20200925-spts-MWfootball

University of Wyoming fullback Skyler Miller and teammates celebrate after defeating Georgia State 38-17 during the Arizona Bowl on Dec. 31, 2019, in Tucson, Ariz. Associated Press

LARAMIE — It turns out football will be played at War Memorial Stadium, after all. It’s just coming 49 days later than expected.

In a stunning 180-degree turn from the announcement that shook University of Wyoming fans to their core, the Mountain West announced Thursday night that it will play an eight-game football season this fall starting the weekend of Oct. 24. The Mountain West Championship will take place Dec. 19.

After having seemingly lost everything, the Cowboys, coming off an 8-5 2019 season and among the top contenders to win the Mountain West in 2020, find their hopes and dreams once again within reach.

The decision to initially postpone the season and the subsequent decision to bring it back was made by the university’s presidents, who met Thursday.

On Aug. 10, just days after the Mid-American Conference (MAC) became the first FBS conference to suspend its fall athletics slate, the Mountain West announced that it was postponing all of its fall sports indefinitely due to the COVID-19 pandemic, with aims of playing those sports in spring 2021.

Like many leagues, the Mountain West initially released a revised eight-game conference football schedule for each team (with up to two nonconference games as well) that would have started on Sept. 26, an attempt to provide more flexibility for teams. Just five days after that announcement, the season was postponed entirely.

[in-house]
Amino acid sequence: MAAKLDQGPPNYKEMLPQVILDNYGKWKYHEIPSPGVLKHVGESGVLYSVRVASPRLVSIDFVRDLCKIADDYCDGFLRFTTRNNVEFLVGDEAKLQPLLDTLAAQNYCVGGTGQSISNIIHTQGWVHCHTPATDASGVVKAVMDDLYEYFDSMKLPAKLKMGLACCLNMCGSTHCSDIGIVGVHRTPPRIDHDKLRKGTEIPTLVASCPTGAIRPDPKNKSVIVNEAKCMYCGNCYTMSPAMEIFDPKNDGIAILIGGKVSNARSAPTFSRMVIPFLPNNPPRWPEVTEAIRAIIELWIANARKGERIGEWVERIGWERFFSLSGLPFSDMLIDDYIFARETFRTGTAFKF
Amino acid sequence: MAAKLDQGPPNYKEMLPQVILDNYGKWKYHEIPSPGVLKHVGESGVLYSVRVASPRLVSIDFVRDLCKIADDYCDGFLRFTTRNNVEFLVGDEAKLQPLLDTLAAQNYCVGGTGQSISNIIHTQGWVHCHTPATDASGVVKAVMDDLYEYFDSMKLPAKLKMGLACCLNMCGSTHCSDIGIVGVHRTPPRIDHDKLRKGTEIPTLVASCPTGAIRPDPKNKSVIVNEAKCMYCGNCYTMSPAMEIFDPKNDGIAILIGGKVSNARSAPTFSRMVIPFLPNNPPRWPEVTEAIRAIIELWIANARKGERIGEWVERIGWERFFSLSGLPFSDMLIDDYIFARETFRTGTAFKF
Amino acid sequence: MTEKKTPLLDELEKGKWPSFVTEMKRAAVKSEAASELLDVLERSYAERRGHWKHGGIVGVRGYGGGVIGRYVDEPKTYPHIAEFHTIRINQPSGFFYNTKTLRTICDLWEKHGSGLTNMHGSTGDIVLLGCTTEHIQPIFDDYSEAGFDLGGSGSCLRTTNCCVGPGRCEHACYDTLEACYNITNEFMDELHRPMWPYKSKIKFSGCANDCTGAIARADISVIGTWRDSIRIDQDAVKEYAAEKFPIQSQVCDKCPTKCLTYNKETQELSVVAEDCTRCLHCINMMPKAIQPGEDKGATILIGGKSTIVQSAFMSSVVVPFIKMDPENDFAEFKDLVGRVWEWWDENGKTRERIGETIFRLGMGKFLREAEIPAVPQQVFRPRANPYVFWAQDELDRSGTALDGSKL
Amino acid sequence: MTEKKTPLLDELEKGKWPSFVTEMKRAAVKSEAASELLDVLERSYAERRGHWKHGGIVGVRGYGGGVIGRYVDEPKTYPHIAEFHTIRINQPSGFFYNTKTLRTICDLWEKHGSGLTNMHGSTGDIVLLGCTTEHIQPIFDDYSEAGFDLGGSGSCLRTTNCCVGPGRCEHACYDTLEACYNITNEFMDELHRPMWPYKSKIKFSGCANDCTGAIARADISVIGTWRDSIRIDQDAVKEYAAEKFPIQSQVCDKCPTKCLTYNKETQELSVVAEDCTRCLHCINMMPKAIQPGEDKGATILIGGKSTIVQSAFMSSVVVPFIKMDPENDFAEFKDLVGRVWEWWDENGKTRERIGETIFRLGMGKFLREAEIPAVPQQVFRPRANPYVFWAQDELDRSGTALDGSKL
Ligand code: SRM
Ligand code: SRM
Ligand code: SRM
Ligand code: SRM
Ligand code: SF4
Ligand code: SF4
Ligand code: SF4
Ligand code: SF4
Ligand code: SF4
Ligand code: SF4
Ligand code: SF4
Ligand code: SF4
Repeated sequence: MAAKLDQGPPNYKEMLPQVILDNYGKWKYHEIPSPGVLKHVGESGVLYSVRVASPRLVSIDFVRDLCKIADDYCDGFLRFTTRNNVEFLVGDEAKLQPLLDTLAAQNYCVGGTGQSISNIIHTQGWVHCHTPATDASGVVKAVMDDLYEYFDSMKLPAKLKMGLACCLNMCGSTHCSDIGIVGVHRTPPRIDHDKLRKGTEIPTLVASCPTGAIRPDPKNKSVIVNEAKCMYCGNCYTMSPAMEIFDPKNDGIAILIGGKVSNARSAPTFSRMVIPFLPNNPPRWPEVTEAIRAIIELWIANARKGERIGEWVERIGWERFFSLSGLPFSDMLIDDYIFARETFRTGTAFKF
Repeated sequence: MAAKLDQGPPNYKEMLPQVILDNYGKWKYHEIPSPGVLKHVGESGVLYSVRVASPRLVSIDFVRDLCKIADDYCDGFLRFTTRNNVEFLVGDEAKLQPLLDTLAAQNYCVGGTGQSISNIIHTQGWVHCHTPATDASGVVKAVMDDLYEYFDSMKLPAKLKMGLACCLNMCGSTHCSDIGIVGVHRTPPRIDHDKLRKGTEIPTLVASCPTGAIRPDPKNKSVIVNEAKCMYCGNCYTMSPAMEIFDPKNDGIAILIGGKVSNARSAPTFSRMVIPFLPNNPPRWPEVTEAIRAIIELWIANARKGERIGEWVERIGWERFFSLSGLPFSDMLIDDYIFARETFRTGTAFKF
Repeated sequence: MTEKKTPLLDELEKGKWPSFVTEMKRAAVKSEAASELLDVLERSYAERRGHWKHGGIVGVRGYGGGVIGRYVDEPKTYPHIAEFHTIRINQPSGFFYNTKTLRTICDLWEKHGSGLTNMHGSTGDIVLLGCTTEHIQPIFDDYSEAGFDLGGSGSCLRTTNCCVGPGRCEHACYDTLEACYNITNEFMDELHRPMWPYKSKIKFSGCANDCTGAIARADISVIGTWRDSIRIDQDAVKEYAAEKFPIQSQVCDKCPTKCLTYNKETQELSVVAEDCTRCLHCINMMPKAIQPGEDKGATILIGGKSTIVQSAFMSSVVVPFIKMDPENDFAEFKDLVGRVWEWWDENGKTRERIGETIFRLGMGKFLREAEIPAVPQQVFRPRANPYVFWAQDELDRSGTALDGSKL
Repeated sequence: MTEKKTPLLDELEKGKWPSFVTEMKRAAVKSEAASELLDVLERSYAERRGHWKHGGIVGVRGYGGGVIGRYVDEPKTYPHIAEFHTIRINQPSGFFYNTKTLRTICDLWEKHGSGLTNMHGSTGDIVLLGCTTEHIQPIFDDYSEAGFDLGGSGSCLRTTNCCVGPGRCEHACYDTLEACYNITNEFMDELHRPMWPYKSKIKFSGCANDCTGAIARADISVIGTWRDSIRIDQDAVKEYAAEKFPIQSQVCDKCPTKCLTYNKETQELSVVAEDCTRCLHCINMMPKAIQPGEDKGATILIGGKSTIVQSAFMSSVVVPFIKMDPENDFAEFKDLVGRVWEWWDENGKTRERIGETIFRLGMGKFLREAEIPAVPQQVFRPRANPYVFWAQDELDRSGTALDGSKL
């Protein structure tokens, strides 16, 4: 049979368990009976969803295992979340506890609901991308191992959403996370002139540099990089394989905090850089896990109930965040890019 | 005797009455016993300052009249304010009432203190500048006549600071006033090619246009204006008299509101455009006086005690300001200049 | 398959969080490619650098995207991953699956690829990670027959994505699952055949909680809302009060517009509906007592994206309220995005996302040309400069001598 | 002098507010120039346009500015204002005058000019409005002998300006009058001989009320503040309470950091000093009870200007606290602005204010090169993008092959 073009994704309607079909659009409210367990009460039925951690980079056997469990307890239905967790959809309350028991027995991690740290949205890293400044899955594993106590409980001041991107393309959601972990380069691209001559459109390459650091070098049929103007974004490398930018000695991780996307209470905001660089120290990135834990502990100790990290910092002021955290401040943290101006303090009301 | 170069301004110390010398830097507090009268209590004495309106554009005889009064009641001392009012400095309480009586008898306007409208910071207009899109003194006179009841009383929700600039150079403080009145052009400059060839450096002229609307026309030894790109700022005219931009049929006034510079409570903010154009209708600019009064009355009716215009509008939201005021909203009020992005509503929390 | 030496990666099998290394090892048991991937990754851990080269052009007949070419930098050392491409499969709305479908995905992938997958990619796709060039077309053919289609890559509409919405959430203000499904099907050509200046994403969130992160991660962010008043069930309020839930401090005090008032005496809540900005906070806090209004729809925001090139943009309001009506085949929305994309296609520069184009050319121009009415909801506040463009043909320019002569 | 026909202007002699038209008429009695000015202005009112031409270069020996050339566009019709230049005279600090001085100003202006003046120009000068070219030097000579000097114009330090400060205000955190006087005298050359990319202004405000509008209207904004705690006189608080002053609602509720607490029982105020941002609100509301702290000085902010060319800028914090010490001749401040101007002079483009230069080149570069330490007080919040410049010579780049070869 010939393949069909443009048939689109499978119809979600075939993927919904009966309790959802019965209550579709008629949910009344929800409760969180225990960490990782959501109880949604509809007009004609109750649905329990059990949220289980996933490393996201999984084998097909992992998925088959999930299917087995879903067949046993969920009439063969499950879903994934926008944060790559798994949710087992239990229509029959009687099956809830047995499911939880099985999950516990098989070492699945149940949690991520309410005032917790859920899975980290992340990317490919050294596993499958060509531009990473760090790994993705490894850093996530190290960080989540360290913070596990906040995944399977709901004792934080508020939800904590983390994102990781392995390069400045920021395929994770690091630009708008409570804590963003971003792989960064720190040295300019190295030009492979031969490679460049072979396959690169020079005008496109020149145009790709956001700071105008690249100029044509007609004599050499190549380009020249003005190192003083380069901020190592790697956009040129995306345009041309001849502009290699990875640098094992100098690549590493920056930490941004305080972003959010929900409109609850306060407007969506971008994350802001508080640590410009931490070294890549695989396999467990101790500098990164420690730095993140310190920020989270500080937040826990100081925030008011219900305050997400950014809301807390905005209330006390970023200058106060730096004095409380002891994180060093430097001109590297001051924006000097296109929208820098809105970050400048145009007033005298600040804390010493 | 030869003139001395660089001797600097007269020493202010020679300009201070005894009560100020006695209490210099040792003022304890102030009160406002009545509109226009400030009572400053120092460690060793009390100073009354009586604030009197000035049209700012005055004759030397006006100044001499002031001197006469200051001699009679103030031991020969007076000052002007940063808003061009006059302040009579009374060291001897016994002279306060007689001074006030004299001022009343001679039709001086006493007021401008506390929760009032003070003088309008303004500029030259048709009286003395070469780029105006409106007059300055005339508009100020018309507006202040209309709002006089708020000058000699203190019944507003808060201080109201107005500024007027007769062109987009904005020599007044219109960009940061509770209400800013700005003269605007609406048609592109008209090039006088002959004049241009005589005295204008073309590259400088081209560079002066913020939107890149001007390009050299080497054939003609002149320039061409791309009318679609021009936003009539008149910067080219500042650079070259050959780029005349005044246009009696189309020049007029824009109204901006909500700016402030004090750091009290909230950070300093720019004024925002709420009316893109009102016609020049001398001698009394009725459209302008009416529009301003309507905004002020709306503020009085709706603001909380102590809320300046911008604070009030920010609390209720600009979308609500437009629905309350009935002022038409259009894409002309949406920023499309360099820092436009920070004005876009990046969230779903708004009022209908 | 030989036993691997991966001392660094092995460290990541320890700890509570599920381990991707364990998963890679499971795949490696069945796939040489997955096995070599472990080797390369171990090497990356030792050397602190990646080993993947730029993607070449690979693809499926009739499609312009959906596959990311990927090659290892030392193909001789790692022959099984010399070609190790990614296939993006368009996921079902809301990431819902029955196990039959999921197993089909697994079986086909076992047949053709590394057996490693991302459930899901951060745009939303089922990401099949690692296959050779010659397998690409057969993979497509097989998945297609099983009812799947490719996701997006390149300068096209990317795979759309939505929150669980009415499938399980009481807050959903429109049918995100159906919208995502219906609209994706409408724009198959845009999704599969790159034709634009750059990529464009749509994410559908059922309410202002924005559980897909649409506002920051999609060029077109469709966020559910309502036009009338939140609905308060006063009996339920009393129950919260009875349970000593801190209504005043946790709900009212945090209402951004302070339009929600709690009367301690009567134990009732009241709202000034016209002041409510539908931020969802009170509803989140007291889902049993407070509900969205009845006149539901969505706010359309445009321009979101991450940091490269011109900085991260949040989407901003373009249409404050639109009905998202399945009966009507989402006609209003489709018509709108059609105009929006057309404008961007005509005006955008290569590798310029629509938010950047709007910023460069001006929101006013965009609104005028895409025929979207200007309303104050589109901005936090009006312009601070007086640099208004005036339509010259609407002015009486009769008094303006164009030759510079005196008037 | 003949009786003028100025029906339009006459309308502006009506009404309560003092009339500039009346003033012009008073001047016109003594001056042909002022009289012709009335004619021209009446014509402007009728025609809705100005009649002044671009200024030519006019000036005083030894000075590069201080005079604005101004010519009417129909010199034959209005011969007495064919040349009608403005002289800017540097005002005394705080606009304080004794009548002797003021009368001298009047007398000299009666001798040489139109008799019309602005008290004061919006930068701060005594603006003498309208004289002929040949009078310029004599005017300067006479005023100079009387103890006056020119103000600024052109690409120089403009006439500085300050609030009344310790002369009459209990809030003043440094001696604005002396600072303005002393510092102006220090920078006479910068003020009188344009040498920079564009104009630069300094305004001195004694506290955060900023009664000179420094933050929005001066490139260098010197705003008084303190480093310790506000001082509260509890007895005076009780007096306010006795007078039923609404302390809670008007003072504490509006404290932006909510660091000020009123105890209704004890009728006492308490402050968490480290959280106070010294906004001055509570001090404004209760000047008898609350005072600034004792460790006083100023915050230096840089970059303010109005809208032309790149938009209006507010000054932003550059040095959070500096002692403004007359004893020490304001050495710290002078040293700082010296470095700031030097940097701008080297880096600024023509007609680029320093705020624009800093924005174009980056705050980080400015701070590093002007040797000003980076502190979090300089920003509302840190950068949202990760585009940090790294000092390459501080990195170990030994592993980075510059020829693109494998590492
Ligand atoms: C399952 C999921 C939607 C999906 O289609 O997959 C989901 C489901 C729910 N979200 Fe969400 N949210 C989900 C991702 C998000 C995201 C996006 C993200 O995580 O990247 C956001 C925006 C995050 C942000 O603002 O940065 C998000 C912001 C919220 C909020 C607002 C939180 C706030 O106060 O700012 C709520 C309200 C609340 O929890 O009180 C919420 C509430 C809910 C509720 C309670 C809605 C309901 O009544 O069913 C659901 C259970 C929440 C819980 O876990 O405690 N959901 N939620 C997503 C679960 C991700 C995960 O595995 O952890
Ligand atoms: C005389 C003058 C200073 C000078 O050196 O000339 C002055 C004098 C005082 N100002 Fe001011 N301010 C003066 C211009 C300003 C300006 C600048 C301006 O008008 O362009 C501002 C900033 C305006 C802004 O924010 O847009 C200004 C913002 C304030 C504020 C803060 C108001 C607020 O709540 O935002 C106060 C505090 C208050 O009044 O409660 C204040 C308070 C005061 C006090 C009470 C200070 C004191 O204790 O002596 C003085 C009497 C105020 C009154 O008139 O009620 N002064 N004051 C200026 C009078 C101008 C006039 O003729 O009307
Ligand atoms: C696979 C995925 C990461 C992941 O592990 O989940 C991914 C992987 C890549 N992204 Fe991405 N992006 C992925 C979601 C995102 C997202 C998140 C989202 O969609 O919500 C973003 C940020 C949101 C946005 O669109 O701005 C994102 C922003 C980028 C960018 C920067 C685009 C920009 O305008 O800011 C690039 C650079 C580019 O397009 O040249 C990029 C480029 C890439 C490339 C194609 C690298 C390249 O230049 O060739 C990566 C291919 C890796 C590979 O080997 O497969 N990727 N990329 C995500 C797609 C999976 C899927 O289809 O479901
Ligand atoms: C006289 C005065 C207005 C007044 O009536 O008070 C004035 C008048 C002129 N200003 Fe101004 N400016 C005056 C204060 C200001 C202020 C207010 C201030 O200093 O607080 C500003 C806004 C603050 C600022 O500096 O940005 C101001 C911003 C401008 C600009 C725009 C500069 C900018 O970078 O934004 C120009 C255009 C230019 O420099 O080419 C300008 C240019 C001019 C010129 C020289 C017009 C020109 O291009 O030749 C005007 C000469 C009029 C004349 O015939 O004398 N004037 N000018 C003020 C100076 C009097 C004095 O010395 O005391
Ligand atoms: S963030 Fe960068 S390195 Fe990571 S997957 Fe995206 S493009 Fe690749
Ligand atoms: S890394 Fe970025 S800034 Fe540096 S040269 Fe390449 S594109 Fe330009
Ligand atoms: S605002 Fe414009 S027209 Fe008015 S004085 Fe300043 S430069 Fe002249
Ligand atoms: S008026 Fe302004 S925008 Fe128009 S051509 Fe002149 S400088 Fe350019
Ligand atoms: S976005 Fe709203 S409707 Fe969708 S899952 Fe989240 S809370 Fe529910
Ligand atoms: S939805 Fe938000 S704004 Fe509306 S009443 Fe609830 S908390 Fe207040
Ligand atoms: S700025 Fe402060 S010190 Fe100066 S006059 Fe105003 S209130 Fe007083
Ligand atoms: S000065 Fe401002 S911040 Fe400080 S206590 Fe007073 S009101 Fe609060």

The Big Ten and Pac-12 conferences soon followed suit, creating what appeared to be an alliance of teams with their eyes on football in early 2021.

But the Big Ten shocked many by reversing course on Sept. 16 with an announcement of an eight-game schedule beginning in late October. The change of heart came due in no large part to advances in rapid COVID-19 testing that have occurred in the last month. Big Ten athletes and staff will be tested every day, and if a team has a positivity rate of 5% or there is a 7.5% positivity rate among a campus population, practice and games will be suspended for at least a week.

The Big Ten’s sharp turn then forced the Pac-12’s hand. The conference’s schools, having already secured rapid testing set to be distributed at the end of September, began discussing its own fall sports plan and reaching out to the proper government entities to gain practice clearance.

During a Board of Trustees meeting last Thursday, UW athletics director Tom Burman said that same sort of rapid testing technology “may be available” for the Mountain West in the near future, and that it was a key in any hopes to the Pokes taking the field this fall.

“Testing is the issue for returning to play, and it has to be rapid, frequent testing,” Burman said.

Later that same afternoon, UW President Ed Seidel released a statement showing optimism for a return of athletics, saying the school was “doing everything we can make to make it happen.”

On Friday, the Mountain West announced it had partnered with Quest Diagnostics for rapid testing that will be administered to players and staff three times per week. The results of the tests must be recorded prior to game day. 

Fan capacity at games will be determined by each university based on local health and safety regulations, the conference said.

Specifics on schedules and interruption of competition protocol will be released by the conference at a later date.

Michael Katz covers the University of Wyoming for WyoSports. He can be reached at mkatz@wyosports.net or 307-755-3325. Follow him on Twitter at @michaellkatz.

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